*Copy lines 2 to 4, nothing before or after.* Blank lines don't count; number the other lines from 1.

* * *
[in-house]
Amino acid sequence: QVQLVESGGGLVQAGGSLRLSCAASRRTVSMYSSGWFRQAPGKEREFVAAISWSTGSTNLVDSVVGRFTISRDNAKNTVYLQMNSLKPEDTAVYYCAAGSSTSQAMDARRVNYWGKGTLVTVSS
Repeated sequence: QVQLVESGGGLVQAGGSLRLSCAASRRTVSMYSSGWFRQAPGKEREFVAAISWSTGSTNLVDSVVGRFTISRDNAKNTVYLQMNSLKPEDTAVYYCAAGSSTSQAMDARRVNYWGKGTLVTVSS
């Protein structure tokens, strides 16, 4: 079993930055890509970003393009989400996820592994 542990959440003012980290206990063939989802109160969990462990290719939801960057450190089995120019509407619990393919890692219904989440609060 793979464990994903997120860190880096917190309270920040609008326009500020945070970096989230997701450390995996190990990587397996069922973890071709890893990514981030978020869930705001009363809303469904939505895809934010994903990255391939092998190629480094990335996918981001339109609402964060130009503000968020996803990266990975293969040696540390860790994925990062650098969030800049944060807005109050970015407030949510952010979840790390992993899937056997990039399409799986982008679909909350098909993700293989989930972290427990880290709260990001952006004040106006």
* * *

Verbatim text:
Amino acid sequence: QVQLVESGGGLVQAGGSLRLSCAASRRTVSMYSSGWFRQAPGKEREFVAAISWSTGSTNLVDSVVGRFTISRDNAKNTVYLQMNSLKPEDTAVYYCAAGSSTSQAMDARRVNYWGKGTLVTVSS
Repeated sequence: QVQLVESGGGLVQAGGSLRLSCAASRRTVSMYSSGWFRQAPGKEREFVAAISWSTGSTNLVDSVVGRFTISRDNAKNTVYLQMNSLKPEDTAVYYCAAGSSTSQAMDARRVNYWGKGTLVTVSS
């Protein structure tokens, strides 16, 4: 079993930055890509970003393009989400996820592994 542990959440003012980290206990063939989802109160969990462990290719939801960057450190089995120019509407619990393919890692219904989440609060 793979464990994903997120860190880096917190309270920040609008326009500020945070970096989230997701450390995996190990990587397996069922973890071709890893990514981030978020869930705001009363809303469904939505895809934010994903990255391939092998190629480094990335996918981001339109609402964060130009503000968020996803990266990975293969040696540390860790994925990062650098969030800049944060807005109050970015407030949510952010979840790390992993899937056997990039399409799986982008679909909350098909993700293989989930972290427990880290709260990001952006004040106006």